Dole Plantation Located near the pineapple ﬁelds of Wahiawa, the Dole Plantation is the place to enjoy: the best pineapple express, wander through the world’s largest maze, learn about the crops grown in the islands and enjoy a plantation garden tour. The 20 minute fully narrated train ride is full of history and educational information about the delicious pineapple. The pineapple maze was recognized in the 2001 Guinness Book of World Records. The center of the maze is the shape of a pineapple and prizes are given to those who ﬁnd 6 stations on their trip through the maze in the quickest time. It offers fun for the whole family and great photo opportunity at every corner. The Plantation garden tour is an educational walking tour that gives you an in depth look at a variety of crops like bananas, papayas, mango, coffee and much more. Be sure to stop in the country store and purchase a great variety of gifts to bring back home with you and enjoy the famous dole whips.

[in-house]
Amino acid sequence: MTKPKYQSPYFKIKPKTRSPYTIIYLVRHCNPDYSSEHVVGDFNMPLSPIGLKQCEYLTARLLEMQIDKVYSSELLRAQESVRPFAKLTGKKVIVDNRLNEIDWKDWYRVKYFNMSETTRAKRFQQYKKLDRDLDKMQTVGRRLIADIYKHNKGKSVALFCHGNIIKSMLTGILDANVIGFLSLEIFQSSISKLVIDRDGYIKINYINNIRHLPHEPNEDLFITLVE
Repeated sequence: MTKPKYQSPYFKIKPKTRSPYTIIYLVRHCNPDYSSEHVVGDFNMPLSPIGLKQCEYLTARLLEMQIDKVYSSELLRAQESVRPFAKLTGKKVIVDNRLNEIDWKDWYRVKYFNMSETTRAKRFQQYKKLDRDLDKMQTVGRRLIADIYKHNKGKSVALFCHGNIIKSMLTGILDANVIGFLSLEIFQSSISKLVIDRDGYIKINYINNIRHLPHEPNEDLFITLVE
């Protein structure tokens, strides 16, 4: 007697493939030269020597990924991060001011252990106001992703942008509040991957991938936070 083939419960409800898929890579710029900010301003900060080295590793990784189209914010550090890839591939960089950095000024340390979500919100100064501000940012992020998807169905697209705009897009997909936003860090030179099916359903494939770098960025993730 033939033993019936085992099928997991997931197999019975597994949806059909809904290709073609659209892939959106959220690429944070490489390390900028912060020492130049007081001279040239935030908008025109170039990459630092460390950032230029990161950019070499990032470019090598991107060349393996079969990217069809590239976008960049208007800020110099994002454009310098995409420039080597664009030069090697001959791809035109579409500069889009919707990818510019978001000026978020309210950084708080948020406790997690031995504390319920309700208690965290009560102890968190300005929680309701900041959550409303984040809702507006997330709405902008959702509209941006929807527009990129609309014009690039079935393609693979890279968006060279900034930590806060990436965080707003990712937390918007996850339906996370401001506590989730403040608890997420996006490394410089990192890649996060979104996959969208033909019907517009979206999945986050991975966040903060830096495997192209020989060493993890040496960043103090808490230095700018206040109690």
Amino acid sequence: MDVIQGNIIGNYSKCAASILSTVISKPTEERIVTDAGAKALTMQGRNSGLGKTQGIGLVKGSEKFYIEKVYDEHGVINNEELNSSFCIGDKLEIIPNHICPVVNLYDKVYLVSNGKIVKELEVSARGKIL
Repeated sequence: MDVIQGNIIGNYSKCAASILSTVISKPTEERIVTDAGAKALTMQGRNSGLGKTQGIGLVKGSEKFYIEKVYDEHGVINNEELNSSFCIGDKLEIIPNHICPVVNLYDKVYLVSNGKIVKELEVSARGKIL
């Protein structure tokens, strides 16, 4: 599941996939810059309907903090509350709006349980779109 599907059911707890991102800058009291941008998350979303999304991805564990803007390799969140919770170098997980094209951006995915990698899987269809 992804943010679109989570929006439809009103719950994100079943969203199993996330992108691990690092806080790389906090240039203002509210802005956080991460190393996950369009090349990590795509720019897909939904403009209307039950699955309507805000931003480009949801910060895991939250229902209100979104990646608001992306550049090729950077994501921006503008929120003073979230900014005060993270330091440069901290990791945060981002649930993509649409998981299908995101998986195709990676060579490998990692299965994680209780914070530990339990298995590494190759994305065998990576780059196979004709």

For more information call 808-621-8408.
Polynesian Cultural Center Located near on the Northeast side of Oahu in Laie is 42 acres of cultural fun for the whole family. For more than 50 years, the center’s friendly islanders represent Hawaii, Fiji, the Marquises, New Zealand, Samoa, Tahiti, and Tonga. These are referred as to as Polynesia and here at the center you can explore their villages, learn their songs and dances, and admire their beautiful arts and crafts. Visitors can participate in Maori tattoos, Tahitian ﬁshing, Hawaiian bowling and so much more. The Polynesian Culture Center was founded in 1963, to help support students attending nearby college,Brigham Young University of Hawaii. Besides the wonderful paciﬁc island villages, the center features an evening show with a cast 100, a canoe pageant, an award winning luau, a marketplace and preserving Hawaiian culture. It features beautiful dancers, talented musicians and fresh ﬂower leis for each guest. This will be an all day adventure.
For more information call 808-293-3333. 35
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Presented by Rockstar Energy Drink
November 12 to December 20, 2009